“Should the Office of Inspector General elect to compel a statement over a Fifth Amendment assertion, you will be recalled at a future date,” the letter states. “Absent an assertion by you of your Fifth Amendment right against self-incrimination, failure to answer may adversely affect your employment with Los Angeles County or your status as a certified peace officer.”

The deputies who received the letter — under a delivery process that Huntsman said was possible only because of cooperation from the Sheriff’s Department — were all among those referenced in a longer letter Huntsman sent to then-Sheriff Alex Villanueva in early 2022.


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The purpose of that earlier letter was to ask the department for an array of materials needed for the investigation. But it also laid out some of the information Huntsman already had about their existence.

While the letter didn’t name any gang members, it did say that the office had identified 11 suspected Banditos and 30 suspected Executioners.

The Sheriff’s Department has long faced allegations about secretive deputy groups running amok in certain stations and jails, controlling command staff and promoting a culture of violence. A Loyola Marymount University report released in 2021 identified 18 such groups that have existed over the last five decades, including the Executioners and the Banditos.

Members of the former are alleged to sport tattoos of a skull with Nazi imagery and an AK-47, while members of the latter are allegedly known for their matching tattoos of a skeleton outfitted with a sombrero, bandoleer and pistol.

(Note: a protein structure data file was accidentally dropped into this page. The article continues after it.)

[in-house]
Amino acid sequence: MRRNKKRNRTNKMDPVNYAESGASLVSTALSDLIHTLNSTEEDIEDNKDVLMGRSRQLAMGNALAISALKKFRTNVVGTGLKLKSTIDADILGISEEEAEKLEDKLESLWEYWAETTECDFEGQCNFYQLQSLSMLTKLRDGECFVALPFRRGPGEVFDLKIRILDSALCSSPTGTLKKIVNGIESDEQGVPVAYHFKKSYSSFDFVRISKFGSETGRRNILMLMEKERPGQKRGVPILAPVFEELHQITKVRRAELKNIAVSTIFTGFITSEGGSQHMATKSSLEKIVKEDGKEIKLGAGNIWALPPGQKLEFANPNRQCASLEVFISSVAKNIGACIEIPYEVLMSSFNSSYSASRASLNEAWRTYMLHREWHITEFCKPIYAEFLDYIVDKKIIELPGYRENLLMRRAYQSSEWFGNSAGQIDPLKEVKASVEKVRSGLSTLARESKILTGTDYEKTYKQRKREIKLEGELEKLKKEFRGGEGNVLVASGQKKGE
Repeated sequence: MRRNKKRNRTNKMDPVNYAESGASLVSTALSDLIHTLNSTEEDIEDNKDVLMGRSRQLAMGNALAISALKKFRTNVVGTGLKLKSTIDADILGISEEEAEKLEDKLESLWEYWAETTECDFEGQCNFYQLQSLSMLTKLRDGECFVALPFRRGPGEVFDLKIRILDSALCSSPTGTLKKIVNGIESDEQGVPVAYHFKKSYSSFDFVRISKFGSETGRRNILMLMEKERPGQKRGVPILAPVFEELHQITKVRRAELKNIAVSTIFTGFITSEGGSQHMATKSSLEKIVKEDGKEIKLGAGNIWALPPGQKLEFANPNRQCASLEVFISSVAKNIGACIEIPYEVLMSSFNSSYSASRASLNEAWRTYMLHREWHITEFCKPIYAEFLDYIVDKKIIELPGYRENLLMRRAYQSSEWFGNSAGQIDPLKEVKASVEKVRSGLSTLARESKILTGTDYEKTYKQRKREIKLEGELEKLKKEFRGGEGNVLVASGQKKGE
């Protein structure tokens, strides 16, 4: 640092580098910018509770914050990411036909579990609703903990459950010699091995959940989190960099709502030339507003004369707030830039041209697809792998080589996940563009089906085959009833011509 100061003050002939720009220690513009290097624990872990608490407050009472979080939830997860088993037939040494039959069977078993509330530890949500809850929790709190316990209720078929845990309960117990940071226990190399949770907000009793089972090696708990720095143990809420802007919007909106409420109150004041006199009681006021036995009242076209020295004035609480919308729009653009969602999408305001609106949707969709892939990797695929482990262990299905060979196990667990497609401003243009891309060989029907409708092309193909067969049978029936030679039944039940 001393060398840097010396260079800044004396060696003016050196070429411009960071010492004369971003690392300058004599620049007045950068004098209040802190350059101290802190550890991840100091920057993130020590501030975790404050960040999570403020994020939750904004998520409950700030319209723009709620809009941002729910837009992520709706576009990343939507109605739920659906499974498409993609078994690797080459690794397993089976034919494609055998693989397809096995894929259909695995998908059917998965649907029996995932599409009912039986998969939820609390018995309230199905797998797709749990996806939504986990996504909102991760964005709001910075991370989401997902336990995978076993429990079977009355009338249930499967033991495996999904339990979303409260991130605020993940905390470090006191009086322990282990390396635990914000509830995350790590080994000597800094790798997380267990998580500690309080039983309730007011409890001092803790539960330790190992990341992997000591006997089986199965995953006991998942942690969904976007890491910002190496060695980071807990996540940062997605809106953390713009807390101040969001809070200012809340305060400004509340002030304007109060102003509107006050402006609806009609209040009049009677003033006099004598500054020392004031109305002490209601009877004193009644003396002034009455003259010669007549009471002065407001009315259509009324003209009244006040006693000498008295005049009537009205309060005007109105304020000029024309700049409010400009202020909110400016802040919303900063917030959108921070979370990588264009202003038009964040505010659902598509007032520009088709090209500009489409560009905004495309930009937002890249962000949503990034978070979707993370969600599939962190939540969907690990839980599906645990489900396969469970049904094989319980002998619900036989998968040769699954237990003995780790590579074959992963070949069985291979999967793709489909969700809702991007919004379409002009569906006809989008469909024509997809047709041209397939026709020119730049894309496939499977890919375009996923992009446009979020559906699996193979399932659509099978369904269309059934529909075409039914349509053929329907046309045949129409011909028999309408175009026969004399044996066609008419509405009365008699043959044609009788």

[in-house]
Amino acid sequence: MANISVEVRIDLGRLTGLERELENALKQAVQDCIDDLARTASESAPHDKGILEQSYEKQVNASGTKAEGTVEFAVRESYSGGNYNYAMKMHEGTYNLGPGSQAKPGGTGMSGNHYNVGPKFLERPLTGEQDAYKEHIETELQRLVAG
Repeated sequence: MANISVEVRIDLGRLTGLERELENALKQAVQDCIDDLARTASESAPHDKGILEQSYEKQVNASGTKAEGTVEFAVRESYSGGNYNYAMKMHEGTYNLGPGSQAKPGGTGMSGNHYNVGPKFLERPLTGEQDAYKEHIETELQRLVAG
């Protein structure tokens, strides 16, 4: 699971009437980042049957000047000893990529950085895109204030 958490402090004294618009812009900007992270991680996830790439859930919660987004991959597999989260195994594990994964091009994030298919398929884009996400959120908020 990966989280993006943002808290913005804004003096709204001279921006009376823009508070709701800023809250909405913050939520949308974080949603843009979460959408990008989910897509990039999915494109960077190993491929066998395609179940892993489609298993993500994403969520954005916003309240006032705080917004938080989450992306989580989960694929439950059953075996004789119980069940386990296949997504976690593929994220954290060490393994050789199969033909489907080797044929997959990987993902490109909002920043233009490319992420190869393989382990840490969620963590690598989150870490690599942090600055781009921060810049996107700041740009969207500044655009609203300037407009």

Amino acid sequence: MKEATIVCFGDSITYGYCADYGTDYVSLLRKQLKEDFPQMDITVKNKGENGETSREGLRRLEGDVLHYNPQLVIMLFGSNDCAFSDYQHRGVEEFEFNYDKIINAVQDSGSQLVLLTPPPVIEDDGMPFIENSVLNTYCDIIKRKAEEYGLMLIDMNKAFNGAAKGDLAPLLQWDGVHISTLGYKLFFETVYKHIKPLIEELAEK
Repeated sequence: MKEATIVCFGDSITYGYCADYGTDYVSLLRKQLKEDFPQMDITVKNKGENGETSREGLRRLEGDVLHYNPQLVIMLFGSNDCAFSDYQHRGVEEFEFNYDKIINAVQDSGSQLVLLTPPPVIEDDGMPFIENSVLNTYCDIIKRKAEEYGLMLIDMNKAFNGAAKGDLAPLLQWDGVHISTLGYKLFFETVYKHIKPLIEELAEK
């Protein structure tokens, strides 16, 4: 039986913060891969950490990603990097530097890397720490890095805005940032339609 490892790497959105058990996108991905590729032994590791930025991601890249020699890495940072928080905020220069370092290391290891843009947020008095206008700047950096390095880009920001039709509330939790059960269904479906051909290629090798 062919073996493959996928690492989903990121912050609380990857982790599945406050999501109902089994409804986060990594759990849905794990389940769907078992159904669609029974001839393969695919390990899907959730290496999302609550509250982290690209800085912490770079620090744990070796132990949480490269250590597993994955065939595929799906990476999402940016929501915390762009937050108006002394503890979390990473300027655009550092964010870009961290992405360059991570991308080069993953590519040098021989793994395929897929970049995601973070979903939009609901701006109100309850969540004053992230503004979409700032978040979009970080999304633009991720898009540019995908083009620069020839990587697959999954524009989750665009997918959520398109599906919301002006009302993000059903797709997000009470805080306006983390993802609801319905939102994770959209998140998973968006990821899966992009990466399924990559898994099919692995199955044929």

The current round of letters comes on the heels of a series of efforts to curb gang activity within the Sheriff’s Department.

Shortly after taking office, Luna announced the creation of an Office for Constitutional Policing with the aim of eradicating deputy gangs.


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And, in a lengthy report released a few weeks later, the Civilian Oversight Commission’s special counsel offered more than two dozen recommendations to get rid of gangs, including firing captains who won’t support anti-gang policies, requiring deputies to hide any gang-related tattoos at work, notifying prosecutors whenever a gang-involved deputy is set to testify as a witness in court and holding community meetings.

Unlike his predecessor, Luna has acknowledged the existence of deputy gangs and publicly said he wants to end them. However, he has not yet formally accepted the report’s recommendations.